At the center of the icon, Jesus Christ is standing victoriously dressed in a shining tunic which is floating upwards depicting his rapid descent into Hades to save those who have died in the flesh. The usual colour of the tunic is gold, or white with gold highlights. The golden band over his right shoulder is called a clavus – a symbol of Roman imperial dignity worn by senators who, along with the emperor, were the only ones sanctioned to speak in the imperial court. This indicates the authority of Christ, the Word of God, to proclaim the good news of salvation to those in Hades. The three Greek letters in the halo of Christ also reveal him as God (‘o ōn – the one who is). In Exodus 3:13-14 when Moses encounters God in the burning bush and asks his name, God replies “I AM WHO AM” (Yahweh in Hebrew and ‘o ōn in Greek)
The Mandorla or nimbus, the tri-colour blue concentric almond shapes surrounding Christ, represent the divine glory and majesty of God beyond that which can be physically witnessed. The mandorla testifies to the fact that it is the invisible trinitarian God who takes the initiative, and through Christ approaches us, reaching out and extending the divine presence even to the depths of Hades. We, in turn, draw closer to God the more deeply we move into the mystery depicted in the icon.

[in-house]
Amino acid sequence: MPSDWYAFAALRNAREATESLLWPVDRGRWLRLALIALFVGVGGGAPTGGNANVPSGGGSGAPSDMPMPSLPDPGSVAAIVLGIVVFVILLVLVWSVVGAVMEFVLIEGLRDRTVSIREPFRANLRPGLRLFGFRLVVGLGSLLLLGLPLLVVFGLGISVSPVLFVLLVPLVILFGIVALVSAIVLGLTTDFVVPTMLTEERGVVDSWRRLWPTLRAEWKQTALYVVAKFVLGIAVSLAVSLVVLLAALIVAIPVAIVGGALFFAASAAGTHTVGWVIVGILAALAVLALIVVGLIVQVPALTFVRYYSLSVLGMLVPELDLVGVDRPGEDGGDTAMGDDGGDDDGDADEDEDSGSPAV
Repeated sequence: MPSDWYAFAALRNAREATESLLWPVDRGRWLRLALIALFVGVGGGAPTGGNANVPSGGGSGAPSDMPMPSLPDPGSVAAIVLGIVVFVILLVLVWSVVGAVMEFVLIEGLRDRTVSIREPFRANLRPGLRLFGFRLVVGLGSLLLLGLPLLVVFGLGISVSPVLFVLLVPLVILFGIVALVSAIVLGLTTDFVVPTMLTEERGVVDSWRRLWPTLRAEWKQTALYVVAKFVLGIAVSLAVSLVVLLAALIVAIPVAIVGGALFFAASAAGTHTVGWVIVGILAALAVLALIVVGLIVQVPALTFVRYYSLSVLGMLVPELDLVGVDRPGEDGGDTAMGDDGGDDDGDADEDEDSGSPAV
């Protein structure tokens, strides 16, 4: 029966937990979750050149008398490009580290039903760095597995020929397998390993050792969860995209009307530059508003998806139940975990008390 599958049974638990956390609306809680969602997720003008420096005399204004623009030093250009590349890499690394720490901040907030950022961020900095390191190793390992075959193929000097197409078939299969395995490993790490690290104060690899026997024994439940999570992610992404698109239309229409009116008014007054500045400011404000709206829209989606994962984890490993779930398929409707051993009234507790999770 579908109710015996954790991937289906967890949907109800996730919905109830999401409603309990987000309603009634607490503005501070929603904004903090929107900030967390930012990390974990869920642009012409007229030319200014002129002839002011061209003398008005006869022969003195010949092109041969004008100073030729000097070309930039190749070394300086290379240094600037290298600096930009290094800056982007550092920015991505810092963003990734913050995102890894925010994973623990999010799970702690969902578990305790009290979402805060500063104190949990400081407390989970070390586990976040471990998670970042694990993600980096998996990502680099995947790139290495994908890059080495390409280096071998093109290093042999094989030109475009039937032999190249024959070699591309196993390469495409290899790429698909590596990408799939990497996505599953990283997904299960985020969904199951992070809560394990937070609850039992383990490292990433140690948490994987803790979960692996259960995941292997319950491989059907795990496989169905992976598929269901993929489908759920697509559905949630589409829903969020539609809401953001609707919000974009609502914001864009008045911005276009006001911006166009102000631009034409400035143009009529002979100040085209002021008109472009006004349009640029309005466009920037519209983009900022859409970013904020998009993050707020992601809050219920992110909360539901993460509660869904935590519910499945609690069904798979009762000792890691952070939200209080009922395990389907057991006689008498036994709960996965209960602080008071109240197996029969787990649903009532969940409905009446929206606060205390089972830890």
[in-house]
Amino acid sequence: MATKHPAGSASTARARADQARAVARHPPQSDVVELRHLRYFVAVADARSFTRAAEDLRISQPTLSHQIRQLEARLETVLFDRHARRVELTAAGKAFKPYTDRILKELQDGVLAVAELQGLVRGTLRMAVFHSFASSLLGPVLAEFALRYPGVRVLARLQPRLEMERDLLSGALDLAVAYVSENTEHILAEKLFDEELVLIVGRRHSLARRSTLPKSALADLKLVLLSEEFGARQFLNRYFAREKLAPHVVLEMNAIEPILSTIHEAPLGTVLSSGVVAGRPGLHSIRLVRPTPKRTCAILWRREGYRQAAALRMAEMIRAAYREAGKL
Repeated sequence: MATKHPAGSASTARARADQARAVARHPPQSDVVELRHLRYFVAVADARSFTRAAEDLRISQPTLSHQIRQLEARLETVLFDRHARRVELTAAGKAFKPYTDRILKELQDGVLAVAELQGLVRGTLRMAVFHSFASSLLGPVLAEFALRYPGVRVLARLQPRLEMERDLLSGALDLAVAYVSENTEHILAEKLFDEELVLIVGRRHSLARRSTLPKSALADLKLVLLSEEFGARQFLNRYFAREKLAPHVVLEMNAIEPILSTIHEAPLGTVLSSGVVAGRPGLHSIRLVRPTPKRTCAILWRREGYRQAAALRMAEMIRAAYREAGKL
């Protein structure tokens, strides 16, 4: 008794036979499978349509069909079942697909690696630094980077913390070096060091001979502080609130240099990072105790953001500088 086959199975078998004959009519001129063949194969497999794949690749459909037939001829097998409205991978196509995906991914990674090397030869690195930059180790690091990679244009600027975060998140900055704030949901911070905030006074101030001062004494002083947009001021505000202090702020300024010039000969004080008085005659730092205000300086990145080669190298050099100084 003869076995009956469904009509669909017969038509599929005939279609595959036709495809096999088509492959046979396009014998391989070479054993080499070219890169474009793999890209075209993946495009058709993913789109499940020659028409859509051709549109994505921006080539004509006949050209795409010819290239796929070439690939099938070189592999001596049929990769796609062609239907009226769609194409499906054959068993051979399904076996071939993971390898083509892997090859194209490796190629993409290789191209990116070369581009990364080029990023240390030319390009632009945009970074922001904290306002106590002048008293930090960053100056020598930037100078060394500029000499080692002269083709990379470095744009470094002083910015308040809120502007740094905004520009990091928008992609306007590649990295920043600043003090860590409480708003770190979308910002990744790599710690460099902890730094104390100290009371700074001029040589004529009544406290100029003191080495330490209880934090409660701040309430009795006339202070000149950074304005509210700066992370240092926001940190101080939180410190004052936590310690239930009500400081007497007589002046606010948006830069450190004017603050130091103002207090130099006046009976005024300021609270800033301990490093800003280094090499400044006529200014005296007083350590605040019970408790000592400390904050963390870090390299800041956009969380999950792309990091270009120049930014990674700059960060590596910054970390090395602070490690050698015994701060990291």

The two mountains at the sides remind us that Christ brings salvation not only to humanity, but to all of creation. The figures around Jesus vary from icon to icon but are generally Old Testament prophets and saints. Moses, King David, King Solomon, and John the Baptist are almost always depicted. Jesus grasps Adam and Eve by their arms pulling them out of the tomb of death. They represent all of humanity being saved from sin and death.
Beneath Christ’s feet lie the gates of Hades, smashed wide open, lying in the shape of a cross, proclaiming that by his death on the cross, Christ has trampled death. The nails and iron bars below his feet represent the hardware which had held the gates fastened, now never more to shut us in. The keys, locks, and chains floating in the abyss signify the restraints by which we had been imprisoned by sin and death. Sometimes there is an emaciated figure who is chained up in the darkness: this is Death (Hades personified) and/or Satan who, in turn, has been bound and whose power has been destroyed by Christ.
For this reason, throughout Pascha we sing “Christ has trampled death by death.” The icon illustrates the declaration of Hebrews 2:14 “that through death he might destroy him who has the power of death, that is, the devil.” This has been accomplished through the life-giving death of our Saviour, giving us cause to shout:
Christ is Risen! Truly He is Risen!
Христос Воскрес! Воїстину Воскрес!
Compiled & created by the Religious Education Department of the Ukrainian Catholic Eparchy of Edmonton: http://eeparchy.com/ Permission granted to reproduce for personal and classroom use 2021.